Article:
A poll conducted last week by WebMD found that 1 in 10 Americans believe they have been infected with COVID-19 over the last 30 days, although few of them have had access to testing in order to confirm their suspicions.
Only about seven percent of those who thought they had the novel coronavirus were actually tested for it. Out of those, two-thirds tested positive for the virus.
The poll, which was conducted on April 20 and 21, had 6,300 respondents.
WebMD says that of those individuals who said they were not tested, 39 percent explained they did not meet the testing criteria, while 28 percent said they did not think they needed a test, and 25 percent added that testing was not yet available in their area. Another 16 percent stated they were concerned about seeking treatment.
In addition, new data collected in our region suggests that more than 100,000 people in Miami-Dade County may be infected with the virus.
That information comes from the Surveillance Program Assessing Risk and Knowledge of Coronavirus, also known as SPARK-C. It is a public-private partnership designed to determine the actual rate of COVID-19 exposure in the community.
Miami-Dade County Mayor Carlos Gimenez and researchers from the Sylvester Comprehensive Cancer Center at the University of Miami Miller School of Medicine held a virtual news conference on Friday to discuss the data.
Gimenez said, “Using statistical methods, we are 95 percent certain the true amount of infection lies between 4.4 percent and 7.9 percent of the population.”
— Mayor Carlos A. Gimenez (@MayorGimenez) April 24, 2020
That means that between 123,000 to 221,000 residents potentially have been infected by the virus, confirming the SPARK-C study.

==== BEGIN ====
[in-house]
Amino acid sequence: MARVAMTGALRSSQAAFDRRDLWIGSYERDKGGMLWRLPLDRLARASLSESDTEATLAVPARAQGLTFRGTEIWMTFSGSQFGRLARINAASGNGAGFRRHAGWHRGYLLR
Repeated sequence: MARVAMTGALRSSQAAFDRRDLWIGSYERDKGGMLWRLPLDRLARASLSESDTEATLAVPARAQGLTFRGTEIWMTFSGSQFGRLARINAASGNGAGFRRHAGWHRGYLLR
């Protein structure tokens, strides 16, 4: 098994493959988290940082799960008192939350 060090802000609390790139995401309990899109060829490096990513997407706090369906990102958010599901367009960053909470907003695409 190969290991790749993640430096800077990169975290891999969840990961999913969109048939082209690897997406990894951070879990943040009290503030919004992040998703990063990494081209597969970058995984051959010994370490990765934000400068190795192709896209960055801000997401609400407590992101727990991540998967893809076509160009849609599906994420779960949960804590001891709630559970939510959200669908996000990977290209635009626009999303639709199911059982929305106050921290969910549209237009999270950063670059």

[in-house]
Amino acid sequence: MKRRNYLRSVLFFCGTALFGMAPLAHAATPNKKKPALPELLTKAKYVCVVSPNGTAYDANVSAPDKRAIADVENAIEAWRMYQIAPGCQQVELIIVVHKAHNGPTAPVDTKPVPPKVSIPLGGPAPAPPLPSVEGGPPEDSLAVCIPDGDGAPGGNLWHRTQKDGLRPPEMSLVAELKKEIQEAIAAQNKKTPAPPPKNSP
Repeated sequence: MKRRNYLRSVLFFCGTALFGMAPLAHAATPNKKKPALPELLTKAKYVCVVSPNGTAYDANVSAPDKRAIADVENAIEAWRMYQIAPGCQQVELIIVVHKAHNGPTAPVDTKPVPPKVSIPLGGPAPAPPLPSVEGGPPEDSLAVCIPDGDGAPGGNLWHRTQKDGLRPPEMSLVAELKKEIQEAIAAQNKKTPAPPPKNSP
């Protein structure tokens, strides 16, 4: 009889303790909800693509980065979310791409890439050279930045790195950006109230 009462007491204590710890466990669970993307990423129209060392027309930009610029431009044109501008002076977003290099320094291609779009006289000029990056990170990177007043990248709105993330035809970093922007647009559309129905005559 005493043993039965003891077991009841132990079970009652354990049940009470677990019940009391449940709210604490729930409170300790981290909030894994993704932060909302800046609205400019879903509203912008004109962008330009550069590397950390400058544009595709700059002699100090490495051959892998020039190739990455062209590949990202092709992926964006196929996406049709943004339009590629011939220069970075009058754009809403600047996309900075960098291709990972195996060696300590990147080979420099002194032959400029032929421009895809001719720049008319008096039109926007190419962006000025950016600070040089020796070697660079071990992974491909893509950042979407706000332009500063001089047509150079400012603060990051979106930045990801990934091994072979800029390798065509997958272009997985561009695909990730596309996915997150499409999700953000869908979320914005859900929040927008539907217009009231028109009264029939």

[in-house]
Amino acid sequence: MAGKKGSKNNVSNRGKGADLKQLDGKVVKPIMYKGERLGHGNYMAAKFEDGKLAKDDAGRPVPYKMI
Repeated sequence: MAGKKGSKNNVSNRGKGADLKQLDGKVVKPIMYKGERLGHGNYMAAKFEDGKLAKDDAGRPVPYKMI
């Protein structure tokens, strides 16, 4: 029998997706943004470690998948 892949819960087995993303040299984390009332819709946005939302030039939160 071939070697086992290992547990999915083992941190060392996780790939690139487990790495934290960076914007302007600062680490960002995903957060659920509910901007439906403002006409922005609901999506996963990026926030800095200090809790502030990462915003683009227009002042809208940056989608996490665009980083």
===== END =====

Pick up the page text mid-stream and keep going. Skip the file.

Researchers explained during the news conference that the numbers provided are based on the participation of 1,400 people over two weeks.
Mayor Gimenez added that six percent of the participants tested positive for COVID-19 antibodies. Out of those who tested positive for the antibodies, more than half did not have symptoms. Follow-up testing will be conducted on those who have antibodies.
“That’s exactly why we are going to have security measures and enforcement measures in place before we open,” he explained.
The random sampling in the study also found that African-Americans seem to be twice as likely to get the virus.
Recent numbers show that the curve is flattening in Miami-Dade County, although Gimenez warns residents against disobeying social distancing orders.
Gimenez says the county has hired 400 people to help with enforcement.
“We want to get back to normal, but we can only do so if people respect social distancing and follow the rules,” he adds.
The mayor plans to continue the community-wide surveillance program.
“It’s the new normal. We won’t get back to the old, old normal until, I believe, either we have vast testing or we have a vaccine,” Gimenez explains.
As of Sunday morning, there were 11,351 confirmed cases and 301 deaths in Miami-Dade County, the most cases and deaths in the state.